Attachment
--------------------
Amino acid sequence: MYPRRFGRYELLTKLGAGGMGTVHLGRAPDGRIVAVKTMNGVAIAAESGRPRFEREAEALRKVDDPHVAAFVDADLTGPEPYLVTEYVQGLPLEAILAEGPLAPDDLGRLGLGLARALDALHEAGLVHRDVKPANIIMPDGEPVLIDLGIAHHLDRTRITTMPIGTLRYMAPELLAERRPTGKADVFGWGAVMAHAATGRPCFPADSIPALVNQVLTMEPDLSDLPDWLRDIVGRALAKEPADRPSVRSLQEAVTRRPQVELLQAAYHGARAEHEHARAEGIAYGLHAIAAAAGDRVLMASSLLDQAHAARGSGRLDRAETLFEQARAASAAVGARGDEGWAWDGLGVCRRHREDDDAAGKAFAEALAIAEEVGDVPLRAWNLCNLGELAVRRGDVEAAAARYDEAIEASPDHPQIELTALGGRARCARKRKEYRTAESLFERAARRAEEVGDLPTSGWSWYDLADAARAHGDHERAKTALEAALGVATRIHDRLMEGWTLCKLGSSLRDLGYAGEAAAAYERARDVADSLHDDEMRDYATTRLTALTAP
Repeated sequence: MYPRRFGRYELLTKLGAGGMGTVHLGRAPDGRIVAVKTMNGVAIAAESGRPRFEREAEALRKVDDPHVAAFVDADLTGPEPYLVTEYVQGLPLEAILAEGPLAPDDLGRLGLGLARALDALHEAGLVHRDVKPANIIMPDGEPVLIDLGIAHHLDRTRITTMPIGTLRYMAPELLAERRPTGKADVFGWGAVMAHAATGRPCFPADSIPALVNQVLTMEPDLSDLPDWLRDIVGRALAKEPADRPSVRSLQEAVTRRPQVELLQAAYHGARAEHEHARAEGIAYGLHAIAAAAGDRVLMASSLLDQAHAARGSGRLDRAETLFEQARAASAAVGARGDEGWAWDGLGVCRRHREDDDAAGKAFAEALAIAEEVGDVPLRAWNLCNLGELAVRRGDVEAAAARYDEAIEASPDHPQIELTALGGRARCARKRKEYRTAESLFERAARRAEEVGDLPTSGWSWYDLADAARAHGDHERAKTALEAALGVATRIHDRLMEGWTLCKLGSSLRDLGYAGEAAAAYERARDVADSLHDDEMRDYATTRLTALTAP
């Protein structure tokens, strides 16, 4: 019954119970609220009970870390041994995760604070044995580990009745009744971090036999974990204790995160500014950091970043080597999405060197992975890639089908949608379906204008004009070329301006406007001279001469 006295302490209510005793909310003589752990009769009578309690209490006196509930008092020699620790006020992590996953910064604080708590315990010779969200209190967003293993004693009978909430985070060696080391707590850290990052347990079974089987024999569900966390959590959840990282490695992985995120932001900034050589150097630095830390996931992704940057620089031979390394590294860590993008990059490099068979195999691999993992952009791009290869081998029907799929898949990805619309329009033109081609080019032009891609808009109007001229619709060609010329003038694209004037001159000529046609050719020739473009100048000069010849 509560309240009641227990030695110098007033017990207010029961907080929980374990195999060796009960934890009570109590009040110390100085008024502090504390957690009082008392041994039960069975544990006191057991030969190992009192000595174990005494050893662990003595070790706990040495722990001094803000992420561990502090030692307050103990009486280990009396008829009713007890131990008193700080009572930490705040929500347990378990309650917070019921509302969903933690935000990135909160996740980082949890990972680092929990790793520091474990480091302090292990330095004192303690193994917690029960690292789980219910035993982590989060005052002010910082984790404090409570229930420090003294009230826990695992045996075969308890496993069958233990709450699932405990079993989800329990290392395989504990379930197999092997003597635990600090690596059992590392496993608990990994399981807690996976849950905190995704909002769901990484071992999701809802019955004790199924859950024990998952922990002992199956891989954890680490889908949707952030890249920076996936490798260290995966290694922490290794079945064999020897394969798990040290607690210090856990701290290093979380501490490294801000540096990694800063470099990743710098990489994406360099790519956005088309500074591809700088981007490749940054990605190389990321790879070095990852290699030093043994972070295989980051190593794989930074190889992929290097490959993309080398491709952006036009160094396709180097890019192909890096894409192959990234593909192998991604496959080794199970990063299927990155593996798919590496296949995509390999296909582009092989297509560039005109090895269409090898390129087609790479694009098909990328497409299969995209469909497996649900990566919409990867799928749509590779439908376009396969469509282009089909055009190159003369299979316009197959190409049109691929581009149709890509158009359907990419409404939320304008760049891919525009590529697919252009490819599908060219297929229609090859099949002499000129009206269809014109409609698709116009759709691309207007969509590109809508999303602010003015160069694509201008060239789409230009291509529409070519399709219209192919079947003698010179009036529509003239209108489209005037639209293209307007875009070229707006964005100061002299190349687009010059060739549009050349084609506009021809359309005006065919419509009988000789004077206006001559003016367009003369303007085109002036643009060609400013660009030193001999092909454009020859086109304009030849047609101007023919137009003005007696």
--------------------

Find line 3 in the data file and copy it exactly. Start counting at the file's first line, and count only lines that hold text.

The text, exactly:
């Protein structure tokens, strides 16, 4: 019954119970609220009970870390041994995760604070044995580990009745009744971090036999974990204790995160500014950091970043080597999405060197992975890639089908949608379906204008004009070329301006406007001279001469 006295302490209510005793909310003589752990009769009578309690209490006196509930008092020699620790006020992590996953910064604080708590315990010779969200209190967003293993004693009978909430985070060696080391707590850290990052347990079974089987024999569900966390959590959840990282490695992985995120932001900034050589150097630095830390996931992704940057620089031979390394590294860590993008990059490099068979195999691999993992952009791009290869081998029907799929898949990805619309329009033109081609080019032009891609808009109007001229619709060609010329003038694209004037001159000529046609050719020739473009100048000069010849 509560309240009641227990030695110098007033017990207010029961907080929980374990195999060796009960934890009570109590009040110390100085008024502090504390957690009082008392041994039960069975544990006191057991030969190992009192000595174990005494050893662990003595070790706990040495722990001094803000992420561990502090030692307050103990009486280990009396008829009713007890131990008193700080009572930490705040929500347990378990309650917070019921509302969903933690935000990135909160996740980082949890990972680092929990790793520091474990480091302090292990330095004192303690193994917690029960690292789980219910035993982590989060005052002010910082984790404090409570229930420090003294009230826990695992045996075969308890496993069958233990709450699932405990079993989800329990290392395989504990379930197999092997003597635990600090690596059992590392496993608990990994399981807690996976849950905190995704909002769901990484071992999701809802019955004790199924859950024990998952922990002992199956891989954890680490889908949707952030890249920076996936490798260290995966290694922490290794079945064999020897394969798990040290607690210090856990701290290093979380501490490294801000540096990694800063470099990743710098990489994406360099790519956005088309500074591809700088981007490749940054990605190389990321790879070095990852290699030093043994972070295989980051190593794989930074190889992929290097490959993309080398491709952006036009160094396709180097890019192909890096894409192959990234593909192998991604496959080794199970990063299927990155593996798919590496296949995509390999296909582009092989297509560039005109090895269409090898390129087609790479694009098909990328497409299969995209469909497996649900990566919409990867799928749509590779439908376009396969469509282009089909055009190159003369299979316009197959190409049109691929581009149709890509158009359907990419409404939320304008760049891919525009590529697919252009490819599908060219297929229609090859099949002499000129009206269809014109409609698709116009759709691309207007969509590109809508999303602010003015160069694509201008060239789409230009291509529409070519399709219209192919079947003698010179009036529509003239209108489209005037639209293209307007875009070229707006964005100061002299190349687009010059060739549009050349084609506009021809359309005006065919419509009988000789004077206006001559003016367009003369303007085109002036643009060609400013660009030193001999092909454009020859086109304009030849047609101007023919137009003005007696």